Students planning to audition for one of the 16 a cappella groups overseen by the Yale Singing Group Council this year signed up by swiping their Yale ID cards rather than manually entering their names on a computer, a process that has caused logistical difficulties in the past.
The Singing Group Council switched to the use of swipe readers at the annual Dwight Hall Jam on Thursday in hopes of streamlining data collection during a cappella rush, according to Lauren Ribordy ’19, co-chair of the Singing Group Council.
While the previous procedure forced students to manually log data into a spreadsheet — entering their names and email addresses — the swipe reader has eliminated that need. Now, all the required data can be collected with a single swipe.
“Just judging by the explosion of my inbox in the days following Dwight Jam, it seems that many rushees took advantage of the ability to sign up via email after Dwight Jam,” said Dennis Brookner ’19, co-chair of the Singing Group. “Because every attendee of Dwight Jam swiped into the event, we were able to email all of them explaining that email signups were an option, and how they worked.”
According to Ribordy, the motivation for introducing updated technology was twofold: The council wanted both to speed up the audition process and to streamline the collection of names and email addresses.
The three co-chairs of the Singing Group Council — Ribordy, Brookner and Emil Beckford ’19 — came to a consensus about the desirability of the updated technology after testing its efficiency as a check-in method at a variety of events.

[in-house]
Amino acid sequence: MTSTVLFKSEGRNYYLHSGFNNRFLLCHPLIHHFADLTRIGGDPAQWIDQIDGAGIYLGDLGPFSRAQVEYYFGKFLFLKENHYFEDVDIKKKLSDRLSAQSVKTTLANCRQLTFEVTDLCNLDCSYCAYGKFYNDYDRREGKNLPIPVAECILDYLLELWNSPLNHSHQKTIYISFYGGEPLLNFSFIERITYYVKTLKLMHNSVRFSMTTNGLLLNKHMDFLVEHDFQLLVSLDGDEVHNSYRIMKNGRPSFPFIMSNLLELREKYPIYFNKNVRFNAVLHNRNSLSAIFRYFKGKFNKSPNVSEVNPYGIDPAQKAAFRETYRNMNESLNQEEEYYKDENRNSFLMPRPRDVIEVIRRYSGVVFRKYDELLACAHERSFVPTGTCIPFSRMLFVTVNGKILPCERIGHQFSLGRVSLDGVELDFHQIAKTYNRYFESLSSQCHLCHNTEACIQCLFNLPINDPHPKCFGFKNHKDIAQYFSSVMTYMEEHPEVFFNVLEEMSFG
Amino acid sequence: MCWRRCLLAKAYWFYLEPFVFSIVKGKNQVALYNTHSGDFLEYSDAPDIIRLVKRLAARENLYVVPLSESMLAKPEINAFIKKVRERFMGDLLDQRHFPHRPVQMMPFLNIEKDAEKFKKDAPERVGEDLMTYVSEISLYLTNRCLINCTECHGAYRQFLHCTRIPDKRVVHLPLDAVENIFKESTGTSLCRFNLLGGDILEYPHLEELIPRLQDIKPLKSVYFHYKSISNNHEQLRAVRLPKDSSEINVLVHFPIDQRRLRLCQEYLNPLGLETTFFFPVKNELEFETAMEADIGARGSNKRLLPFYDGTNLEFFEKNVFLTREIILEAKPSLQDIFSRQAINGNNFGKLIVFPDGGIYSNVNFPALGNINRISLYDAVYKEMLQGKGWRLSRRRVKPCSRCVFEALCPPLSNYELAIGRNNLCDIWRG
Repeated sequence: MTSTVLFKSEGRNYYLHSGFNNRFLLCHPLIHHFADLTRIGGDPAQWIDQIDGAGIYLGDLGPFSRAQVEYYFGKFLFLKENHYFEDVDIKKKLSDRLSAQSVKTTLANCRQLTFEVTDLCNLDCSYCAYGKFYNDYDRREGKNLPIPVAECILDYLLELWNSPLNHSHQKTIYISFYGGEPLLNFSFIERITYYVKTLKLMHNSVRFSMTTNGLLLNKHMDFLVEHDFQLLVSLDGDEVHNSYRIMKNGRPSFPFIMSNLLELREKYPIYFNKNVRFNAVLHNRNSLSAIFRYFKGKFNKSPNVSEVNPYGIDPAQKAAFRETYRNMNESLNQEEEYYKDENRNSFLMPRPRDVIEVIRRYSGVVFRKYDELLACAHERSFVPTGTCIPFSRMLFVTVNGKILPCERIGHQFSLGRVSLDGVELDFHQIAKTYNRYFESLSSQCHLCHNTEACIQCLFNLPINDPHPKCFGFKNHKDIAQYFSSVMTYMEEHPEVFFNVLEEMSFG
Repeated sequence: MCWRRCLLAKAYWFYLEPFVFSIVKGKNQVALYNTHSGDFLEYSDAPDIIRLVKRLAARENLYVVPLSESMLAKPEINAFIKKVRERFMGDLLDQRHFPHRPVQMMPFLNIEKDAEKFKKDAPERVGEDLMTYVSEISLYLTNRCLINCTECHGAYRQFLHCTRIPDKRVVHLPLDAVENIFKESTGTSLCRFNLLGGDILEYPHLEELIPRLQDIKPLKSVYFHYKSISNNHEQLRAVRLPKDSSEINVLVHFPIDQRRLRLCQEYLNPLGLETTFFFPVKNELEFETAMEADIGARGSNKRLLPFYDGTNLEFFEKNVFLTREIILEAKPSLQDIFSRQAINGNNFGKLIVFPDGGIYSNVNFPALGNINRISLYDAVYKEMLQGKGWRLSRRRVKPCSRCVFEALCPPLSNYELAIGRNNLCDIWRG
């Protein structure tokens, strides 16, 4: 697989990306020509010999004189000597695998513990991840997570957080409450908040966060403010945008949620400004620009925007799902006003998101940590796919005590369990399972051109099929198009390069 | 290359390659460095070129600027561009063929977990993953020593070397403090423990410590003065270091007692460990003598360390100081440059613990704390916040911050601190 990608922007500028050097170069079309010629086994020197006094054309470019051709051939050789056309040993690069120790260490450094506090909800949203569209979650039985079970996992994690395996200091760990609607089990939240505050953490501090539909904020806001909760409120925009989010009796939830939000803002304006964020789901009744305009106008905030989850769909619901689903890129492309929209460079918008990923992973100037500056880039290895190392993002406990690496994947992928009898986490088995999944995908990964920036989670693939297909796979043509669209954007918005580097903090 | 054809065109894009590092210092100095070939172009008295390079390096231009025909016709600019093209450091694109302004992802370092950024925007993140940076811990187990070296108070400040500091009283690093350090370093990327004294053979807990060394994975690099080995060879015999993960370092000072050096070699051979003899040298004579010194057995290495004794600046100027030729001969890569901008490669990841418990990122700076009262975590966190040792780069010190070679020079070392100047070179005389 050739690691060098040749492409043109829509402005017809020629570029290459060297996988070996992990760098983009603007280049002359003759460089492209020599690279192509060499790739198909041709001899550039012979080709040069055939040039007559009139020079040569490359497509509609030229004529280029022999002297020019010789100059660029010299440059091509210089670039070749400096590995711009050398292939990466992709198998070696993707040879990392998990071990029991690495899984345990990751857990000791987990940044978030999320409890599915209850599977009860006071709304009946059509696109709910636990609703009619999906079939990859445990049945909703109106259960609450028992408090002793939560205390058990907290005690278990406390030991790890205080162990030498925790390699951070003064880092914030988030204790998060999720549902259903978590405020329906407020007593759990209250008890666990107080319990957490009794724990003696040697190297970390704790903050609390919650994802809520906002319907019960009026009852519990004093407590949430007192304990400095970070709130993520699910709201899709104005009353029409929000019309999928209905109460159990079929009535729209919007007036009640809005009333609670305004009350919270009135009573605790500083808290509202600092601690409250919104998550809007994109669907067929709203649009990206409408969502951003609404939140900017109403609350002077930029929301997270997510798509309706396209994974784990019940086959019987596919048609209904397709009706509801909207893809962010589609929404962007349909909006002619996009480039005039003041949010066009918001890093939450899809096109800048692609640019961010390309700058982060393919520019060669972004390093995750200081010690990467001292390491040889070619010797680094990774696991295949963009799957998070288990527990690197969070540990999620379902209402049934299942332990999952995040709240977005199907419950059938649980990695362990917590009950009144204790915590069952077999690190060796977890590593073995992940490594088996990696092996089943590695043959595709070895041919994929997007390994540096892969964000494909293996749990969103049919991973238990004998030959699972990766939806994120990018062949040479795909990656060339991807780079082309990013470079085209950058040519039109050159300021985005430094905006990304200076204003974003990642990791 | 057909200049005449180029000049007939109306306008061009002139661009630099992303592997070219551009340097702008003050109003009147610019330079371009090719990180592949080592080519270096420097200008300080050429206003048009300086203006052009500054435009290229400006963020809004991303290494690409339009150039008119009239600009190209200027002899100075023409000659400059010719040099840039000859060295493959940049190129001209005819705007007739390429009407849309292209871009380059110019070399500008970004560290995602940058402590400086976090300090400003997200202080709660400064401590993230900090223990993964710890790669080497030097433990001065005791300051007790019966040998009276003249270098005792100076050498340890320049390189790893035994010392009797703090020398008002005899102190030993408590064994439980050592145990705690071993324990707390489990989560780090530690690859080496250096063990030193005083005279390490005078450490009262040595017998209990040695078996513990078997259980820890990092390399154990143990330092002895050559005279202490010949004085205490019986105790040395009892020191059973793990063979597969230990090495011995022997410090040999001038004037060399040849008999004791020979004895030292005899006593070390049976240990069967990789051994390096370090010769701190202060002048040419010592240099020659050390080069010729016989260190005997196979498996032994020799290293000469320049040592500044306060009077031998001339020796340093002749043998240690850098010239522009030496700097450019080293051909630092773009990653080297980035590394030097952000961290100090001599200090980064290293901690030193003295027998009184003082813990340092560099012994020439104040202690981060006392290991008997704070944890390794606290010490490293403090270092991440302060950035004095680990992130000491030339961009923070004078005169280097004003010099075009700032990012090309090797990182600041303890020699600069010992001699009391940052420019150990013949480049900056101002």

“We were trying to step into the 21st century,” Ribordy said. “We’ll probably continue using them in some capacity going forward, but we still need to assess feedback from the groups.”
Ethan Treiman ’21, the pitch for the Duke’s Men of Yale, said the technology functioned “pretty seamlessly” and helped the group collect important information quickly.
Ribordy said that the Singing Group Council will hold a town hall to come to a final decision about continued use of the new technology at a later date.
A cappella rush will conclude next week during tap night, when each group will serenade members of its new tap class in dining halls and residential colleges.
Jever Mariwala | firstname.lastname@example.org
Correction, Sep 5: A previous version of this article mistakenly stated that there are 16 a capella groups on campus. In fact, these 16 groups are managed by the Yale Singing Group Council, an umbrella organization that does not oversee all singing groups.